The Laws About Service Dogs

Team Members in Training

Below is the most recent definition of a service dog from the U.S. Department of Justice. This amended regulation implementing title II of the Americans with Disabilities Act (ADA) took effect on March 15, 2011.

Service Animals. The rule defines “service animal” as a dog that has been individually trained to do work or perform tasks for the benefit of an individual with a disability. The rule states that other animals, whether wild or domestic, do not qualify as service animals. Dogs that are not trained to perform tasks that mitigate the effects of a disability, including dogs that are used purely for emotional support, are not service animals. The final rule also clarifies that individuals with mental disabilities who use service animals that are trained to perform a specific task are protected by the ADA. The rule permits the use of trained miniature horses as alternatives to dogs, subject to certain limitations. To allow flexibility in situations where using a horse would not be appropriate, the final rule does not include miniature horses in the definition of “service animal.” 

Help for Businesses

For businesses interested in understanding their part in the service dog world, there are a solid number of sources: Pet Partners ( provides an excellent tri-fold brochure that answers most questions a business might have about service dogs. There is also an ADA Update for Small Businesses that can be found at: Another printable PDF document is located at: Also especially helpful for businesses is a 1-page Question & Answer handout available at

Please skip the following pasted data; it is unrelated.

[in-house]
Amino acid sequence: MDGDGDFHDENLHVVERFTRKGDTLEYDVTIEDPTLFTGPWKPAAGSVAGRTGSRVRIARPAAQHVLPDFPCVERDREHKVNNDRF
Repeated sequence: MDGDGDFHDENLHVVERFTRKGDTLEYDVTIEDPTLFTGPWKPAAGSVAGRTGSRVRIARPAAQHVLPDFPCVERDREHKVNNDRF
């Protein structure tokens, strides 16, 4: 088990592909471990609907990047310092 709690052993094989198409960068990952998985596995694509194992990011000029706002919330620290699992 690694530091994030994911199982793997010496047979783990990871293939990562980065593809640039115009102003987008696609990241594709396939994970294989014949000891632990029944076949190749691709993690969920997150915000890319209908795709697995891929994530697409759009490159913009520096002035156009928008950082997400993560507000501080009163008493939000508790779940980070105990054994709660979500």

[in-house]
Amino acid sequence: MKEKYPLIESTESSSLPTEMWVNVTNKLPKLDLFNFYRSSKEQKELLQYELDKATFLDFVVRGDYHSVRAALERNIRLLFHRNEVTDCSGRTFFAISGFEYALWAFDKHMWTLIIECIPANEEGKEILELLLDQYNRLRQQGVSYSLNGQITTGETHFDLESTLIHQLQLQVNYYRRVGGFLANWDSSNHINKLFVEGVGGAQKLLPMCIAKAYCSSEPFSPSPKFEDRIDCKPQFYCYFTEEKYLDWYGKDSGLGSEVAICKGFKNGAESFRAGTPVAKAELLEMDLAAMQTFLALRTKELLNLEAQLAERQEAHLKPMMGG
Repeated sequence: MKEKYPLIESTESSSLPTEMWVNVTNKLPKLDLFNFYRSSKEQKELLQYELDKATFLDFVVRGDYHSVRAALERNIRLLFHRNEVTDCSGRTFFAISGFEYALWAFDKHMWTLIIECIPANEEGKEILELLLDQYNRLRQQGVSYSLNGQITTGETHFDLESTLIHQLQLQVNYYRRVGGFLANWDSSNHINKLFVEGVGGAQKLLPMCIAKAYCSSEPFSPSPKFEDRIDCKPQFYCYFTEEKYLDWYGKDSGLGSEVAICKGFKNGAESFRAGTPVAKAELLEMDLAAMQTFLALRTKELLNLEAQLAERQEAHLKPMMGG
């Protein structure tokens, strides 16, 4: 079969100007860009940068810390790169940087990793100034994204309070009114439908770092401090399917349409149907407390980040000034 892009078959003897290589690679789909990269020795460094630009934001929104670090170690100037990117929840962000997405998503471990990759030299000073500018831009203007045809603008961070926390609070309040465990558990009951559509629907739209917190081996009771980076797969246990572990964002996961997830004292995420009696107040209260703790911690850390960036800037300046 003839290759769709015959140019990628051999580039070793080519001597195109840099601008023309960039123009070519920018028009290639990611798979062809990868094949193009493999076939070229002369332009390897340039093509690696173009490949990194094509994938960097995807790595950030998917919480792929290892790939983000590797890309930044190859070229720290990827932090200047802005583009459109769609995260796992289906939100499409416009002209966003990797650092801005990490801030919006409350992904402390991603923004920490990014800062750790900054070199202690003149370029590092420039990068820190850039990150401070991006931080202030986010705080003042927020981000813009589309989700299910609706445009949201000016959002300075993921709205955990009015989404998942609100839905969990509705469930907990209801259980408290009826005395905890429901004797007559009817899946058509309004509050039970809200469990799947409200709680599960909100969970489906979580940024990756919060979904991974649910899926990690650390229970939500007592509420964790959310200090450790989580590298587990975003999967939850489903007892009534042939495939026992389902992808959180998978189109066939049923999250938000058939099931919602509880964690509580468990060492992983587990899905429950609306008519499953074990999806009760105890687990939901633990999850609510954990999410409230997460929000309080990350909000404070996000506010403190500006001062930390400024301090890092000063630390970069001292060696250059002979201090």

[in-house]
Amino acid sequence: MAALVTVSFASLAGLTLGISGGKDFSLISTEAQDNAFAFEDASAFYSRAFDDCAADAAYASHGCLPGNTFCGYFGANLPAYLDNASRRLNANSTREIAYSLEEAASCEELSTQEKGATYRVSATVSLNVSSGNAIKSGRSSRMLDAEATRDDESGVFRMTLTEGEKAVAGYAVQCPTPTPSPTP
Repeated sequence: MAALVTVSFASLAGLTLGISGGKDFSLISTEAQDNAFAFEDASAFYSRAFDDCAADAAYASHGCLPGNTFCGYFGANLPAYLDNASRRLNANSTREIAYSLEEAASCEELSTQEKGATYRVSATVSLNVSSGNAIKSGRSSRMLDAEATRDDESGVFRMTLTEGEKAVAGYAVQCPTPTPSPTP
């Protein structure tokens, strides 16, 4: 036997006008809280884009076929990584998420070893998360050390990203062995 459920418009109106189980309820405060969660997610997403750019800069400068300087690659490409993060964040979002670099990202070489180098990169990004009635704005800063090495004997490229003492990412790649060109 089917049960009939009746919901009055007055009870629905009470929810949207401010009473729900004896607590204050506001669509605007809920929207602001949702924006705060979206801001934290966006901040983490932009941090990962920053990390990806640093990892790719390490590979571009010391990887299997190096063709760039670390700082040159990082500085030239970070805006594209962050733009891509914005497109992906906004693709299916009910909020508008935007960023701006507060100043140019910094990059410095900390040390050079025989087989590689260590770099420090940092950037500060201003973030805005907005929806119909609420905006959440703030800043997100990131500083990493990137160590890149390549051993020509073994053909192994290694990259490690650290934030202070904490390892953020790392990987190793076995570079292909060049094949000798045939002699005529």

When you do a bit of research in the right places, the laws are pretty cut and dry. But for local help interpreting all this legalese, you can contact a very helpful organization, the Disabilities Law Center in Anchorage. Page 14 of their document specifically addresses service dog owner’s rights. Their website:

Also a very useful name to know is the ADA Information Center. Dave Barton is located at the new Access Alaska office on W. Fireweed Lane in Anchorage. Here is an explanation of the local help offered and numbers to call:

The ADA Partner’s Project is the Alaskan affiliate for the Disability Business Technical Assistance Center Northwest (DBTAC Northwest). The DBTAC Northwest: ADA Information Center receives its primary funding from the National Institute on Disability and Rehabilitation Research (NIDRR).

The ADA Partners Project brings together Alaskans from all parts of the state to explain provisions of the Americans with Disabilities Act (ADA) to individuals and businesses, and help Alaskans comply with the ADA requirements.


  • Technical assistance and information dissemination on the legal obligations and rights under Americans with Disabilities Act and state and federal disability laws/regulations
  • Tailored training presentations for staff of businesses, local and state government, social services agencies, universities and schools, clubs, and the general public upon request. -May include, but not limited to, training topics such as employment; reasonable accommodations; disability awareness & sensitivity; customer service for persons with disabilities; service animals; and accessibility.
  • Accessibility Compliance and Survey assistance for a barrier-free environment